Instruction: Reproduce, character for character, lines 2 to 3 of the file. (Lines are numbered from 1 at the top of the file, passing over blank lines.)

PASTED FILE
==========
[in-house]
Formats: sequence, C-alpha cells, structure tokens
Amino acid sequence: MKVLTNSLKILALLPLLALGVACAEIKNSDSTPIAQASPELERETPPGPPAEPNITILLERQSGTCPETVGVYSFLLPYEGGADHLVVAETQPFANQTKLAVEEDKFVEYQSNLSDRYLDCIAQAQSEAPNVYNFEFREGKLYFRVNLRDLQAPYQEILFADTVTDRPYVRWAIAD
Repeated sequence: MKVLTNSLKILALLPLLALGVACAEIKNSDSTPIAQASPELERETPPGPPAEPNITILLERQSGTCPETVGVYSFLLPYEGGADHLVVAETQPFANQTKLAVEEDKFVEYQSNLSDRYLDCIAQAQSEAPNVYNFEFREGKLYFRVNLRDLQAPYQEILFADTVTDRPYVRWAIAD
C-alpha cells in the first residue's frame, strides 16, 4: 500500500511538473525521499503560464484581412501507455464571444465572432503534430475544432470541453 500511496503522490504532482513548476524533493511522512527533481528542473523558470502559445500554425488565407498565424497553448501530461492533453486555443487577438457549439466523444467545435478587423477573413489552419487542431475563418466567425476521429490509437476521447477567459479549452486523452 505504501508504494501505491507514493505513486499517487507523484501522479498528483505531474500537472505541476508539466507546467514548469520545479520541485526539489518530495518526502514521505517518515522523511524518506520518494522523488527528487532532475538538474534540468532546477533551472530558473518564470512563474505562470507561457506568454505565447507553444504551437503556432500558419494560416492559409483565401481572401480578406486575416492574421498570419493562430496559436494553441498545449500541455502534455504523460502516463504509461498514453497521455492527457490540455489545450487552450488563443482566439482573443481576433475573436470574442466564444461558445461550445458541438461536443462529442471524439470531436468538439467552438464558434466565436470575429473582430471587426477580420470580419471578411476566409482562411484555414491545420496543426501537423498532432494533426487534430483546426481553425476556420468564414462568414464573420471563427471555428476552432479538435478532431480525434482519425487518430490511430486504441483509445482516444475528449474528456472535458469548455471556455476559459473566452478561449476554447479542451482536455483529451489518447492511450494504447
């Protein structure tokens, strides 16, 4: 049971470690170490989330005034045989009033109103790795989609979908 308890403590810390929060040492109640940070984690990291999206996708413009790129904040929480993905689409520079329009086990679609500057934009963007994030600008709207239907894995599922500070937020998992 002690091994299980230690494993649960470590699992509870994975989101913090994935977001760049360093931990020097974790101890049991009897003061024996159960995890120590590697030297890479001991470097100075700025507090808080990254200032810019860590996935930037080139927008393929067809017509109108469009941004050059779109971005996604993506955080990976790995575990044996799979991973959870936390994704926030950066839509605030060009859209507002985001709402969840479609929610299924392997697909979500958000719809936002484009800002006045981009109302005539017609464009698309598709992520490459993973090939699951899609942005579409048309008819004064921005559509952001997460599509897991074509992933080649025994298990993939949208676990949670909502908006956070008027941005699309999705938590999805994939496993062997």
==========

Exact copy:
Formats: sequence, C-alpha cells, structure tokens
Amino acid sequence: MKVLTNSLKILALLPLLALGVACAEIKNSDSTPIAQASPELERETPPGPPAEPNITILLERQSGTCPETVGVYSFLLPYEGGADHLVVAETQPFANQTKLAVEEDKFVEYQSNLSDRYLDCIAQAQSEAPNVYNFEFREGKLYFRVNLRDLQAPYQEILFADTVTDRPYVRWAIAD